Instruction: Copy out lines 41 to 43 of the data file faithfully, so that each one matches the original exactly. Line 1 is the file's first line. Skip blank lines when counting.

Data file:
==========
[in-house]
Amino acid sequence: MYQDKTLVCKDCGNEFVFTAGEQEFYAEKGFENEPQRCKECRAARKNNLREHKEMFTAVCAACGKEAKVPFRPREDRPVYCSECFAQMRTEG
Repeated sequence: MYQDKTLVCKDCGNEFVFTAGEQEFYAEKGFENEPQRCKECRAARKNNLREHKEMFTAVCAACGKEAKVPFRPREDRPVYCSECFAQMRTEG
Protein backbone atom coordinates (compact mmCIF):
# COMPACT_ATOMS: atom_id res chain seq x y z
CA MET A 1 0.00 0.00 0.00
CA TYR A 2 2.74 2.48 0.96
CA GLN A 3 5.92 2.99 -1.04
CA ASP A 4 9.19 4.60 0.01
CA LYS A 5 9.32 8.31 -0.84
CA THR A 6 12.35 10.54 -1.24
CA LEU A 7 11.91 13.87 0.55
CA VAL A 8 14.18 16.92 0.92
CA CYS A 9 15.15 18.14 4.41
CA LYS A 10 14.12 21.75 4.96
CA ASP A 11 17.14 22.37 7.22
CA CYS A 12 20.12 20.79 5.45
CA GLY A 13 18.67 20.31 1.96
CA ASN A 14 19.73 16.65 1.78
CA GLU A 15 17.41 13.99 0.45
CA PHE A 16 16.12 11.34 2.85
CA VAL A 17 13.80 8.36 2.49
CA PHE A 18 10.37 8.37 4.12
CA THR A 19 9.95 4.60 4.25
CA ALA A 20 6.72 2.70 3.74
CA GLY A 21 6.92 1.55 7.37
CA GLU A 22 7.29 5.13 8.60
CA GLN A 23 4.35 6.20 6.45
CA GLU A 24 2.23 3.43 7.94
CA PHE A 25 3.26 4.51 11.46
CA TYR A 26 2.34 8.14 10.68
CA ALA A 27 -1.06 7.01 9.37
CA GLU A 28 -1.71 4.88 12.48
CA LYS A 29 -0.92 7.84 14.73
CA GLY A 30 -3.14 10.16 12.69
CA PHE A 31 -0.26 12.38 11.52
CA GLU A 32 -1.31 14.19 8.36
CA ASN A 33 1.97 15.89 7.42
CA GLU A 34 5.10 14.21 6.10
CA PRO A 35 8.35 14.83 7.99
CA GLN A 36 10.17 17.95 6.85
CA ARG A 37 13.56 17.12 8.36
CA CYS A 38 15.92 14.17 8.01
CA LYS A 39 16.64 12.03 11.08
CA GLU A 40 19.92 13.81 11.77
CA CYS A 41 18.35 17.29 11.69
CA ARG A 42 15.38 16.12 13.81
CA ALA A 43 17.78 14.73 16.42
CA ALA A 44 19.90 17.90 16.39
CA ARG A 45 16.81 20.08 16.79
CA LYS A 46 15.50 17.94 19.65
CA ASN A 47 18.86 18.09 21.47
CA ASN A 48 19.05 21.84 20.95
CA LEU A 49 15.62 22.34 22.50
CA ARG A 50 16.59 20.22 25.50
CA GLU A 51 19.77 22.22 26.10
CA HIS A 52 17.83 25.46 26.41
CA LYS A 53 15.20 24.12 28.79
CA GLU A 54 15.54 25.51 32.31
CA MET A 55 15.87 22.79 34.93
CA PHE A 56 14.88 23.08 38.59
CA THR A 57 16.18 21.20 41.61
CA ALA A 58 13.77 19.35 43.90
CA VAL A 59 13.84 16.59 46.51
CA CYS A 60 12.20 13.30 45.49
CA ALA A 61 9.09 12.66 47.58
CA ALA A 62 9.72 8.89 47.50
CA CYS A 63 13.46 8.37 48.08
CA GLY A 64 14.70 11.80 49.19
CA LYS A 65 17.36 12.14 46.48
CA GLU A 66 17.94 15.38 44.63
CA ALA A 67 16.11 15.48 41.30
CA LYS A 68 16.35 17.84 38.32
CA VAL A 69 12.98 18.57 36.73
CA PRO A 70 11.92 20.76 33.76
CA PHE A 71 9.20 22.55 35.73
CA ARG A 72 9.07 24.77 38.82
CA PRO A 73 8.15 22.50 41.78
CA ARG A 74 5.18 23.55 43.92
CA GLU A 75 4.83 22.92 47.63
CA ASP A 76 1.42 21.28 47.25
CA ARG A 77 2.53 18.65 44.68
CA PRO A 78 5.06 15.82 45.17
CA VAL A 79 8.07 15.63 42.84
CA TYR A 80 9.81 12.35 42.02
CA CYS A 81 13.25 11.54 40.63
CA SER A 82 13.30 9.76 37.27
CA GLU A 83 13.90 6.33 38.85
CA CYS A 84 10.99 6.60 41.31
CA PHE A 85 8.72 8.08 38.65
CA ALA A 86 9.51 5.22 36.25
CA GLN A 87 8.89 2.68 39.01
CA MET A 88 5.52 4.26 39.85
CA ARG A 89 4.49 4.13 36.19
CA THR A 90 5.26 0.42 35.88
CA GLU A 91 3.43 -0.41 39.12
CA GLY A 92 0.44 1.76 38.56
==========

CA GLN A 36 10.17 17.95 6.85
CA ARG A 37 13.56 17.12 8.36
CA CYS A 38 15.92 14.17 8.01